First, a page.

Watch CBSN Live

Coroner Says U.S. Friendly Fire A Crime

A coroner conducting an inquest into a U.S. friendly fire attack that killed a British soldier during the Iraq war said Friday that it was unlawful and criminal.

Oxfordshire Assistant Deputy Coroner Andrew Walker also criticized the U.S. military for failing to cooperate with his investigation into the incident.

"I believe that the full facts have not yet come to light," said Walker, who has complained that he did not get all the evidence he needed about the U.S. A-10 "Tank-buster" plane that killed Lance Cpl. Matty Hull, 25, in an attack on his armored vehicle convoy.

Four other British soldiers were wounded in the March 28, 2003 attack in southern Iraq.

"The attack on the convoy amounted to an assault," Walker said. "It was unlawful because there was no lawful reason for it, and in that respect it was criminal."

Walker said, "I don't think this was a case of honest mistake. There is no evidence the pilots were acting in self-defense."

The coroner's verdict is not binding on the United States, which is not subject to British law.

Reacting to the verdict, Hull's widow, Susan, said: "I feel we have been badly let down by the Americans." She also told reporters that "lessons must be learned from my husband's death."

On Thursday, she appealed to U.S. President Bush to release the full text of a military report on the incident.

She said 11 lines of the U.S. military's Friendly Fire Investigation Board report into the incident had been blacked out in a copy supplied to the inquest.

"We have 1,110 lines of evidence from this document — but 11 are blanked out," she said, flanked by her husband's parents and sister outside Oxford's Old Assizes courthouse.

"To President Bush and the U.S. government — we implore you to release the 11 lines and let the coroner have these today, so that our family can feel more satisfied with the transparency of this inquest," she said.

The Hull family says the deleted lines relate to an interview with the ground controller — code-named Manila Hotel — in charge of the two A-10 planes that attacked Hull's convoy.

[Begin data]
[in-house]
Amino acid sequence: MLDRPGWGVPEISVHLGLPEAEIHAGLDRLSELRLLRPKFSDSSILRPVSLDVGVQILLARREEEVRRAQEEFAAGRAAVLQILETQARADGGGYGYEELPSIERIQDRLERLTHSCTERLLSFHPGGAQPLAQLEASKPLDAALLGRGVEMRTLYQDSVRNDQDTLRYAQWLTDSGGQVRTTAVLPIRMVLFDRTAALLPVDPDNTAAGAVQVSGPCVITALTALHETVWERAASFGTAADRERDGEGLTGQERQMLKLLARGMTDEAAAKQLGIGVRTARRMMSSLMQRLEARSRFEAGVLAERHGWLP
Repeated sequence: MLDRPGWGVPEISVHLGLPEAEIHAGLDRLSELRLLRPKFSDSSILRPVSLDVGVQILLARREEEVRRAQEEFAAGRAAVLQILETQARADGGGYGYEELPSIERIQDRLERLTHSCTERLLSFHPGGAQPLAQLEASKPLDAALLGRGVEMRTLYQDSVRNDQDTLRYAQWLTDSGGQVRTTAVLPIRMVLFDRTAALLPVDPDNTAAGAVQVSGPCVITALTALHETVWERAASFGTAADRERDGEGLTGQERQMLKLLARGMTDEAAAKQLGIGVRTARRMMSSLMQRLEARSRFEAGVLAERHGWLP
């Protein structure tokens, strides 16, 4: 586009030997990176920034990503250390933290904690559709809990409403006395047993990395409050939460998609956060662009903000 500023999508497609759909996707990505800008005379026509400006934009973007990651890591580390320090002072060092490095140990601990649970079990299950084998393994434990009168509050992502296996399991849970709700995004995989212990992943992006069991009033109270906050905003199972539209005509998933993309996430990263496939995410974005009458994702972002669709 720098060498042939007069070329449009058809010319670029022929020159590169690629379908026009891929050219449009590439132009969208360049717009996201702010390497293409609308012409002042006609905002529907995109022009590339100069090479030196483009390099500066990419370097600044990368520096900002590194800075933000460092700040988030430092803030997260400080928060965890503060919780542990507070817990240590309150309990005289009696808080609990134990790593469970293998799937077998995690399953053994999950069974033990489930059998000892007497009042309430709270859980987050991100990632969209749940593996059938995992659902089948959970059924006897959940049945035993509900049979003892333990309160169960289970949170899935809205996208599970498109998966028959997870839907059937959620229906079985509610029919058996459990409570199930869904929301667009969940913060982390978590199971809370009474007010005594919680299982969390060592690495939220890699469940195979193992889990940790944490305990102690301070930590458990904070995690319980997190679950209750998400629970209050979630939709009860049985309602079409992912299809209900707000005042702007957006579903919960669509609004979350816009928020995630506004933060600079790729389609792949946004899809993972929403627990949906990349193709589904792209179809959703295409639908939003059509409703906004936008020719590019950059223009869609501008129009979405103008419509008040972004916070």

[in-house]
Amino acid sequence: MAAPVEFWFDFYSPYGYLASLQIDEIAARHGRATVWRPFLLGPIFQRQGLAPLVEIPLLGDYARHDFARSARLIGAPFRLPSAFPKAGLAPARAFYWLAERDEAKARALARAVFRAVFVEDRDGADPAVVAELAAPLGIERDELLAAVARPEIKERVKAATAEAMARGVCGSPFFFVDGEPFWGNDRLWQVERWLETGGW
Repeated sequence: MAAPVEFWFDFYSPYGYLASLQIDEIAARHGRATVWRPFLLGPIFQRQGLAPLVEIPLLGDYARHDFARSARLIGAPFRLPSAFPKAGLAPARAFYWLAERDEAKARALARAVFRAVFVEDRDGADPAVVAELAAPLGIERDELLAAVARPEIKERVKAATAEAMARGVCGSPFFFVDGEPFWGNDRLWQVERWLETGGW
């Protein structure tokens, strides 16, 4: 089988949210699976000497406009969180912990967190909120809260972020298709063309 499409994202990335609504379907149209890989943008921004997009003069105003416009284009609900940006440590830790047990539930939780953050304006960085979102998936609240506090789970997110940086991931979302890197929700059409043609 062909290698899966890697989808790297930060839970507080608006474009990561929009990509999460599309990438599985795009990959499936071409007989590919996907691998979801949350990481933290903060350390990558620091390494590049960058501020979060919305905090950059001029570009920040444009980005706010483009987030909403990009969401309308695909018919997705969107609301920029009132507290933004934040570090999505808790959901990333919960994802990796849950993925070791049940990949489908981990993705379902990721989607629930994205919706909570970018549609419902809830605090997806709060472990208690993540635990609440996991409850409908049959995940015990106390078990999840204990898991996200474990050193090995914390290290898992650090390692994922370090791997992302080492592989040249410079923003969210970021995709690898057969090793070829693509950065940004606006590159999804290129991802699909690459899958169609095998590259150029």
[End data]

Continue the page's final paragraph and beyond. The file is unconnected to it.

Staff Cpl. Stuart Matthews, who was serving as a British Forward Air Controller with coalition ground troops in the area of the attack, told Walker that Manila Hotel had not given permission to open fire on the British tanks, which the pilots had mistaken for Iraqi vehicles.

But the Hull family believes that questions he was asked about communications and procedure during the incident have been censored.

The coroner and the British government have repeatedly criticized the U.S. military for failing to cooperate with the inquest. U.S. officials declined to send the pilots involved to give evidence and refused to release a cockpit recording of the attack.

The recording was eventually given to the coroner after it was leaked to a British newspaper and broadcast widely on television.

In the tape, one U.S. pilot says, "We're in jail dude," after realizing his plane's attack was a mistake. The other pilot cries and says: "God damn it."

The pilots from the 190th Fighter Squadron of the Idaho Air National Guard said they could see orange panels on top of the armored vehicles, which were used to identify them as coalition forces. They apparently mistakenly decided the panels were Iraqi rocket launchers.

Geraldine McCool, a lawyer for the Hull family, said the coroner had asked for other evidence, including details of the pilots' training hours and a copy of the U.S. rules of engagement. None of it had been supplied, she said.

Walker has called the lack of U.S. cooperation in the inquest "appalling."

View CBS News In